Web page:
Cranial Vasculature in Zebrafish Forms By Angioblast Cluster-Derived Angiogenesis.
Proulx K, Lu A, Sumanas S.
Dev Biol. 2010 Sep 8
Article in Press, Accepted Manuscript doi:10.1016/j.ydbio.2010.08.036
Figure 10. A diagram of cranial vasculature formation and myelopoiesis prior to the initiation of circulation as observed in etsrp:GFP and kdrl:mCherry transgenic embryos. Dorsal view of the anterior region, anterior is up. 8-12 somite stages, endothelial and myeloid precursors coalesce into two bilaterally located organizing centers within the anterior lateral plate mesoderm (ALPM), the Midbrain Organizing Center (MOC), located adjacent to the midbrain, and the Rostral Organizing Center (ROC), located more rostrally adjacent to the forebrain. 12-16 somite stages, first angiogenic extensions are apparent at the ROC and the MOC. At the same time, myeloid cell (mc) precursors emerge from the MOC and MOC-derived endocardial precursors (end) migrate to the midline. 16-somite-24 hpf stages, kdrl:mCherry+ arterial vessels and etsrp:GFP+ venous vessels extend in the anterior and posterior directions from the MOC. The anterior vessels merge with their counterparts that migrate posteriorly from the ROC and form the venous primordial midbrain channel (pmbc) and the primitive internal carotid artery (pica). The posteriorly migrating MOC-derived vessels join with their counterparts that emerge from the anterior / posterior cardinal vein (acv/pcv) and the dorsal aorta (da) and form the venous primordial hindbrain channel (phbc) and the lateral dorsal aorta (lda). At the same time, branches extend from the ROC to form the caudal division of the internal carotid artery (cadi), the cranial division of internal carotid artery (crdi) that connects to the MOC-derived pmbc, and the nasal ciliary artery (nca) which does not make connections until later stages. A subset of etsrp:GFP; kdrl:mCherry+ cells that migrate to the midline form aortic arches (aa) which join both bilateral ldas. Green, GFP expressing cells; Red, mCherry expression; orange, coexpression of both transgenes; light green, strong GFP, weak mCherry expression.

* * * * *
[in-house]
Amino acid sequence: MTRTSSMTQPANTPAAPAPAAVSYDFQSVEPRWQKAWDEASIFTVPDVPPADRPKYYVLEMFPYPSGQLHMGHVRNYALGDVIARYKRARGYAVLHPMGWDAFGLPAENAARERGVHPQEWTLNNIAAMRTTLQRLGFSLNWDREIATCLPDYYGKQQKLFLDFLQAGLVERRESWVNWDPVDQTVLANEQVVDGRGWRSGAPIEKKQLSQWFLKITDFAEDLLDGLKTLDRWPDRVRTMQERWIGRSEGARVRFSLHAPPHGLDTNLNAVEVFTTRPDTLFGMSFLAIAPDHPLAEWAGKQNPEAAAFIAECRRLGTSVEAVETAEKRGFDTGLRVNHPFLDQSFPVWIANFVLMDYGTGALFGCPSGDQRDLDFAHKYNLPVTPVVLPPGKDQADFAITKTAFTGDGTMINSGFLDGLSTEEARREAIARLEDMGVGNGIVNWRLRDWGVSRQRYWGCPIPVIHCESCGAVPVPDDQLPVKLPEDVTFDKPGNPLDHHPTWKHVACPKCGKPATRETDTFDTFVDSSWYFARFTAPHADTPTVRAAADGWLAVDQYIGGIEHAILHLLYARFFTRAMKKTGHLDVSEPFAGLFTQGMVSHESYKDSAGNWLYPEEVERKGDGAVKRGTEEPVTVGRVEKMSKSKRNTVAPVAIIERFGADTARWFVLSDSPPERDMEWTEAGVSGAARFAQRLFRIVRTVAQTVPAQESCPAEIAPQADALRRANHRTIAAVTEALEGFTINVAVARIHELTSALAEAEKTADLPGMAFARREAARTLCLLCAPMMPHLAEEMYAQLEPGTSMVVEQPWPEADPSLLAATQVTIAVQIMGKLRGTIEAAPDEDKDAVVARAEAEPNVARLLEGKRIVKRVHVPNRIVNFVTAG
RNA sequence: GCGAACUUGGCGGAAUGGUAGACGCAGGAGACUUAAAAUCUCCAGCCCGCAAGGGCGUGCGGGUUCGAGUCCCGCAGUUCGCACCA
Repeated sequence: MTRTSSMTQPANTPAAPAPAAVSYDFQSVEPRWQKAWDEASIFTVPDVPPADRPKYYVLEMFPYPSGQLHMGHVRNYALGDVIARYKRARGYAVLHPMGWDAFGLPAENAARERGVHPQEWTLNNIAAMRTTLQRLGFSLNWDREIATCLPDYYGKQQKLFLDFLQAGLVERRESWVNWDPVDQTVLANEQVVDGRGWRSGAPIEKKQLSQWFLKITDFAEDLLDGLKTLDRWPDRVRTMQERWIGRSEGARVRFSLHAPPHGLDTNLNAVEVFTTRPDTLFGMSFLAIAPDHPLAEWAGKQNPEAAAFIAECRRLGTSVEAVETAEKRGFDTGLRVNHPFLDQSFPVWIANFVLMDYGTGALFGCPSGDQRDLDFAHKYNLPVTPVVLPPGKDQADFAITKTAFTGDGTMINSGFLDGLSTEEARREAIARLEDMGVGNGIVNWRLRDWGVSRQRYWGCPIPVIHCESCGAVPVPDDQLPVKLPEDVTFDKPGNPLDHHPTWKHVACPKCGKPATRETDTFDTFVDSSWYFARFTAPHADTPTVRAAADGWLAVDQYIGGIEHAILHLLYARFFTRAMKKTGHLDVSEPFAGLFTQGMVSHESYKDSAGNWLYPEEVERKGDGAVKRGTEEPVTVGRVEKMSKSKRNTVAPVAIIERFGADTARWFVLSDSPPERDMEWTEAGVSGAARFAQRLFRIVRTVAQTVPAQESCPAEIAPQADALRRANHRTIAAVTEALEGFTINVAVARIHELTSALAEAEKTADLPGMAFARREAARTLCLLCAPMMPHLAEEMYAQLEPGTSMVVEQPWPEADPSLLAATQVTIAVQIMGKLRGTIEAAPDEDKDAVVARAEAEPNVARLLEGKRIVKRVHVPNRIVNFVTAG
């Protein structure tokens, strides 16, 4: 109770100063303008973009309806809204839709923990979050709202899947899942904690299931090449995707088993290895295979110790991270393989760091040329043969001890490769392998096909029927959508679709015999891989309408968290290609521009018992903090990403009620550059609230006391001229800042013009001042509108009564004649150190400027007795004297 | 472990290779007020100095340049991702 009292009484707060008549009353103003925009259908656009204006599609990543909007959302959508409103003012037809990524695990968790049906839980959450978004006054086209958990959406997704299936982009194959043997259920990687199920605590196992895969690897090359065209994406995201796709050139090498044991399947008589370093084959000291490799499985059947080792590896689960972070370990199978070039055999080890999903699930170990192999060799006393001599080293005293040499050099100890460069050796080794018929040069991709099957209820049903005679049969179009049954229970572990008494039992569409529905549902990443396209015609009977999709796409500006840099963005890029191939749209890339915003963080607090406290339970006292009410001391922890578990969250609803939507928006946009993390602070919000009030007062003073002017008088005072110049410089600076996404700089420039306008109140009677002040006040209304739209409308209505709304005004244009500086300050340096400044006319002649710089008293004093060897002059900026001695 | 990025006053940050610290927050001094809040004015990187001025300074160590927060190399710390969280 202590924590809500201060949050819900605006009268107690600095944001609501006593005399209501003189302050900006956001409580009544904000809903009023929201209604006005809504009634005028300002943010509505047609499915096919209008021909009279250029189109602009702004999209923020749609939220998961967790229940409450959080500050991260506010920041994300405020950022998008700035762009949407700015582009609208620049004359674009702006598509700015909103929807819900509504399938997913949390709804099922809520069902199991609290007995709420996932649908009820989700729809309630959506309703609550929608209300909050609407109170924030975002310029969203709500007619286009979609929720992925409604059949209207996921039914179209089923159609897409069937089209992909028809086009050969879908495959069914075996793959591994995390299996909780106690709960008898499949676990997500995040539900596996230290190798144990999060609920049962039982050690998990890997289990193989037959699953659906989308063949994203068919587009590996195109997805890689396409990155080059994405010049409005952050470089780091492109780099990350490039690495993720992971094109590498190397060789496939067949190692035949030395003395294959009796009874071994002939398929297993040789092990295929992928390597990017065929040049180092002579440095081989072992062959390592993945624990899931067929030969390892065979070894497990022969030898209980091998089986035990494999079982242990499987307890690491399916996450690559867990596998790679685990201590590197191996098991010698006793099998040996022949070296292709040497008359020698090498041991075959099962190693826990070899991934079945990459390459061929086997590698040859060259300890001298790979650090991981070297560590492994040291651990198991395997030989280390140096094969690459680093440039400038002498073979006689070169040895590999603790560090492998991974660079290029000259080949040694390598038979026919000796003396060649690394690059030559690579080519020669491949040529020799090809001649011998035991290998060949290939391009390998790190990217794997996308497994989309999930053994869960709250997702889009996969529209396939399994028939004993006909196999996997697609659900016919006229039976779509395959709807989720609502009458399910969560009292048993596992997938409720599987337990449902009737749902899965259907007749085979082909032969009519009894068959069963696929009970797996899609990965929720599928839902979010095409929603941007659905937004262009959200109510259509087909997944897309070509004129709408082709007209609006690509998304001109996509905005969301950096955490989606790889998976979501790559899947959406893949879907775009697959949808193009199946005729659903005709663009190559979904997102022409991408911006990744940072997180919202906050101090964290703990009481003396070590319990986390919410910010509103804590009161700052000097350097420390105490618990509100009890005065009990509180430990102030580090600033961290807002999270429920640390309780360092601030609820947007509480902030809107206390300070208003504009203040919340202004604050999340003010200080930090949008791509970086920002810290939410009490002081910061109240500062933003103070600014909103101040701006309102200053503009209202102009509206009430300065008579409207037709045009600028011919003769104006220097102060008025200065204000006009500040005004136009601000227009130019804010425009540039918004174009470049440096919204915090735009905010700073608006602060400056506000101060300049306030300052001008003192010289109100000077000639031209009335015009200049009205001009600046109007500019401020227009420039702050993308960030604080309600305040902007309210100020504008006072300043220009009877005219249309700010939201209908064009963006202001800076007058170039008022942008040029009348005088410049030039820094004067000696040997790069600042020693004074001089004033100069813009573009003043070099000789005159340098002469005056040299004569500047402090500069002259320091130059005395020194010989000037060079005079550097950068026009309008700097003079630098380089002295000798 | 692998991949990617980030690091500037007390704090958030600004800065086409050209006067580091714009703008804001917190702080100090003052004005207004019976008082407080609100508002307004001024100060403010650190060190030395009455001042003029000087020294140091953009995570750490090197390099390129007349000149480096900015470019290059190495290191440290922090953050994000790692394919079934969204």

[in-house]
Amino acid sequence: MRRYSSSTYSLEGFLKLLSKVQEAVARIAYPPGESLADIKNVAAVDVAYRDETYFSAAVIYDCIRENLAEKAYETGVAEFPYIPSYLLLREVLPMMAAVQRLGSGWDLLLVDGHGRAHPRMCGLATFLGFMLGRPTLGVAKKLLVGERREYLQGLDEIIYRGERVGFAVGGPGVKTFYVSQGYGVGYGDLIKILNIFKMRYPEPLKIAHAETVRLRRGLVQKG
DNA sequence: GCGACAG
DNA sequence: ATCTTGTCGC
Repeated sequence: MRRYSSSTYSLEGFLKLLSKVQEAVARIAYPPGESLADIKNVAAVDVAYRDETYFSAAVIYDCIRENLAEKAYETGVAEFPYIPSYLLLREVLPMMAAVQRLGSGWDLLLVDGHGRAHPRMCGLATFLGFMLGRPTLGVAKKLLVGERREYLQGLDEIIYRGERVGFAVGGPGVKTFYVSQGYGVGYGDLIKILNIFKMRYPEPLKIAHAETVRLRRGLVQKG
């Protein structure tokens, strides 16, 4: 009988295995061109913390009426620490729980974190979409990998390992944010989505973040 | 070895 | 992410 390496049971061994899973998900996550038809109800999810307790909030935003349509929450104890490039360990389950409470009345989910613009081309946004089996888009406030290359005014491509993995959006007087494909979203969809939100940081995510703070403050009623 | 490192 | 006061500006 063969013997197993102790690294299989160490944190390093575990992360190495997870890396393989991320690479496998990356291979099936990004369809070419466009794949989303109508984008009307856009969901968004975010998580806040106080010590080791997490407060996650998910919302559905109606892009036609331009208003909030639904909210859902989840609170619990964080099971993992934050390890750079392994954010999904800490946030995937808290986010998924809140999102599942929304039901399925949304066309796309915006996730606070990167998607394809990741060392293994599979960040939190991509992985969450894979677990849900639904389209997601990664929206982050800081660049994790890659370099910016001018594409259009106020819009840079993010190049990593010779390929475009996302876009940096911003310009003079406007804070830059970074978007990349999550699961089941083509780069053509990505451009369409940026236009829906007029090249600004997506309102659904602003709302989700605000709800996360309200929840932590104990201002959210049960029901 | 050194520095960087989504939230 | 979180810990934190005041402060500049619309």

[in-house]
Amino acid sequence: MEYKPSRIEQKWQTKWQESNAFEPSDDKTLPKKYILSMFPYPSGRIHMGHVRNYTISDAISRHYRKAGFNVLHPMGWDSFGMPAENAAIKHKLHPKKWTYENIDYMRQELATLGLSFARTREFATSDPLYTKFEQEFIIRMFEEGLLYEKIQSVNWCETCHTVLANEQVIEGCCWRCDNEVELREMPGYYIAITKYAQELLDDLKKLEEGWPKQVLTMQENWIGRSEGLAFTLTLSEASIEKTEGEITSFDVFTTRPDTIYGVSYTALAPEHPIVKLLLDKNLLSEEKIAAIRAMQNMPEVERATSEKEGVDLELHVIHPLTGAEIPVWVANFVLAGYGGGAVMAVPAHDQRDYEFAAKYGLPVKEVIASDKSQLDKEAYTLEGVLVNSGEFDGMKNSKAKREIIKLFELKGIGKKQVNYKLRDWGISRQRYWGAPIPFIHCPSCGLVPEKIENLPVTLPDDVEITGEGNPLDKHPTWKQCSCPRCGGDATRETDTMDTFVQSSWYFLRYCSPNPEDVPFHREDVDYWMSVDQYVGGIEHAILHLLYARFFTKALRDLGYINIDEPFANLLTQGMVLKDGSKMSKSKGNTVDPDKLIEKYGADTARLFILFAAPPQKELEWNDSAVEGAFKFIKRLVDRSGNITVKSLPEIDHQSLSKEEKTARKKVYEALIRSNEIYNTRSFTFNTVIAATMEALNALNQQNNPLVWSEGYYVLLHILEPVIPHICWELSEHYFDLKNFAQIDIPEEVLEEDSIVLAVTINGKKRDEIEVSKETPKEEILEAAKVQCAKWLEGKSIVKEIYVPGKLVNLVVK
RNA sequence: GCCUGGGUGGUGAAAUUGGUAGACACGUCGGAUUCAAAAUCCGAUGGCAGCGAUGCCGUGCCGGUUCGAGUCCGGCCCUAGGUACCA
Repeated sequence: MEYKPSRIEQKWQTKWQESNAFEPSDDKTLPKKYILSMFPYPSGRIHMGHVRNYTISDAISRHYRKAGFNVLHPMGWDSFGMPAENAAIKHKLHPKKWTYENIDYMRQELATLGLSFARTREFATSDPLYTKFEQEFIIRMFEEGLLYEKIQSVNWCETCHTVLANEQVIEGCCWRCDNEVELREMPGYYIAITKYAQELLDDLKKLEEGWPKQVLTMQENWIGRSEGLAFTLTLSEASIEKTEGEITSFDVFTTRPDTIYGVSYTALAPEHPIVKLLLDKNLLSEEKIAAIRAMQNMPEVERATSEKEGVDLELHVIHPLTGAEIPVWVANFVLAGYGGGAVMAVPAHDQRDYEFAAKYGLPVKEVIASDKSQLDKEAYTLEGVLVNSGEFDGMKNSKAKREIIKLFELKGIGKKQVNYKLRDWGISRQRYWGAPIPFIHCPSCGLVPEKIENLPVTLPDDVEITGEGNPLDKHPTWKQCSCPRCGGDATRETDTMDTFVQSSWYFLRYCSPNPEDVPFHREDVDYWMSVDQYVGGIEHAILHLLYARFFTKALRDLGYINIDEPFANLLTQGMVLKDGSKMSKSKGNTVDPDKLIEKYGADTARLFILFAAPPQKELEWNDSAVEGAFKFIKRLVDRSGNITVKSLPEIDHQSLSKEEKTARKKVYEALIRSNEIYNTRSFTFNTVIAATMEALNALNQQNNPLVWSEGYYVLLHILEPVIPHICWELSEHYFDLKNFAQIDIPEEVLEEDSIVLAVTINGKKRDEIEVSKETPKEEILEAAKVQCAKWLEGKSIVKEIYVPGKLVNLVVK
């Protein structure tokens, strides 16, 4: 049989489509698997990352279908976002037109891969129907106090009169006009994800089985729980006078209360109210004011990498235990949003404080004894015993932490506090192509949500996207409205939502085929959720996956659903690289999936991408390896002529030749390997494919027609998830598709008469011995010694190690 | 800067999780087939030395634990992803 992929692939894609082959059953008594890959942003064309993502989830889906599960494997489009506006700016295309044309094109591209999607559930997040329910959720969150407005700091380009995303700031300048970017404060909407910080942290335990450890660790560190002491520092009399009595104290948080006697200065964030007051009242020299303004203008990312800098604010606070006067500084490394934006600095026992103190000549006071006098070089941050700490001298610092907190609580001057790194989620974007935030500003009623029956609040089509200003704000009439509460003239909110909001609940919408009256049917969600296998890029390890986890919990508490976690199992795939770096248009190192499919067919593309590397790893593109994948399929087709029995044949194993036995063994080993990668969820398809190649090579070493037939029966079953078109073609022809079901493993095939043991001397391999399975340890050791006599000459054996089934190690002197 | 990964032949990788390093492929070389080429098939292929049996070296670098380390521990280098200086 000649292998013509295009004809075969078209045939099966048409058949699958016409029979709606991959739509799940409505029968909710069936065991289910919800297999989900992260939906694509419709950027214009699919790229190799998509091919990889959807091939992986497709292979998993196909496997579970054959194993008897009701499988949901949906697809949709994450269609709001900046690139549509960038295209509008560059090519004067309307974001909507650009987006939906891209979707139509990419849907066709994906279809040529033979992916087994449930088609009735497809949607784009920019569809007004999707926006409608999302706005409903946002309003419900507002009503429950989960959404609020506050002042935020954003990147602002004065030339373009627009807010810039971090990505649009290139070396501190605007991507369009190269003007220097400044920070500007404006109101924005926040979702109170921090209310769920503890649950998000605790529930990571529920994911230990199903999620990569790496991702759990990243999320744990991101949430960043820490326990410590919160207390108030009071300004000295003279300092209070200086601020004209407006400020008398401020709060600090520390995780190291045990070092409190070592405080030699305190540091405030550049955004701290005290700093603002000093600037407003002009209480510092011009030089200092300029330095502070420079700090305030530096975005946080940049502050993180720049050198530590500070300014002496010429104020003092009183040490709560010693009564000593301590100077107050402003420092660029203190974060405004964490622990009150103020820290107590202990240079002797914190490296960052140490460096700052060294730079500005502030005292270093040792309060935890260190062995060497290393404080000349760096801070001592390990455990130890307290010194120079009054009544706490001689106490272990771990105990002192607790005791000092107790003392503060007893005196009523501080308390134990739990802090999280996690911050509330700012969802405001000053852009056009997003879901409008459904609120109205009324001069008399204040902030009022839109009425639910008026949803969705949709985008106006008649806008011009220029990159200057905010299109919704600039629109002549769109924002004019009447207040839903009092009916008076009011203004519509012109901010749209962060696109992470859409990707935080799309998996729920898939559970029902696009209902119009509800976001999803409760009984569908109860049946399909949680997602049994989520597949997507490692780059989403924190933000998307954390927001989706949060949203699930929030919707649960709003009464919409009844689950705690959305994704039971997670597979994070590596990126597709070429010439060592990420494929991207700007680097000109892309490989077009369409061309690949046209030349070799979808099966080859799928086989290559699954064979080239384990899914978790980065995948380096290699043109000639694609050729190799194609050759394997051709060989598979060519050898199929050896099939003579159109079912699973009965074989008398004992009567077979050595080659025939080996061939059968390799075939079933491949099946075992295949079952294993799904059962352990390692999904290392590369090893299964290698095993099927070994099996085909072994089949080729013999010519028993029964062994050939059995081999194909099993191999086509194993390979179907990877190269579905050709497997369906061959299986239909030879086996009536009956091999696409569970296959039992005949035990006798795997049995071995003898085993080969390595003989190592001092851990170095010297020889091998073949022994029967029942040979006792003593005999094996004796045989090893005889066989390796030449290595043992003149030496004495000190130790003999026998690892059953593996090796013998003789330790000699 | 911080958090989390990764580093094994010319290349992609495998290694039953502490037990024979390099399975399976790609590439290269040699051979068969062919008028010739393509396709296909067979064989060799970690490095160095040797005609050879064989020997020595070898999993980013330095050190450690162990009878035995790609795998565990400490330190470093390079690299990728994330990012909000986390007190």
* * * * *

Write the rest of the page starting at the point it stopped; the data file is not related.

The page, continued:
Formation of embryonic vasculature involves vasculogenesis as endothelial cells differentiate and aggregate into vascular cords and angiogenesis which includes branching from the existing vessels. In the zebrafish which has emerged as an advantageous model to study vasculogenesis, cranial vasculature is thought to originate by a combination of vasculogenesis and angiogenesis, but how these processes are coordinated is not well understood. To determine how angioblasts assemble into cranial vasculature, we generated an etsrp:GFP transgenic line in which GFP reporter is expressed under the promoter control of an early regulator of vascular and myeloid development, etsrp/etv2. By utilizing time-lapse imaging we show that cranial vessels originate by angiogenesis from angioblast clusters, which themselves form by the mechanism of vasculogenesis. The two major pairs of bilateral clusters include the rostral organizing center (ROC) which gives rise to the most rostral cranial vessels and the midbrain organizing center (MOC) which gives rise to the posterior cranial vessels and to the myeloid and endocardial lineages. In Etsrp knockdown embryos initial cranial vasculogenesis proceeds normally but endothelial and myeloid progenitors fail to initiate differentiation, migration and angiogenesis. Such angioblast cluster-derived angiogenesis is likely to be involved during vasculature formation in other vertebrate systems as well.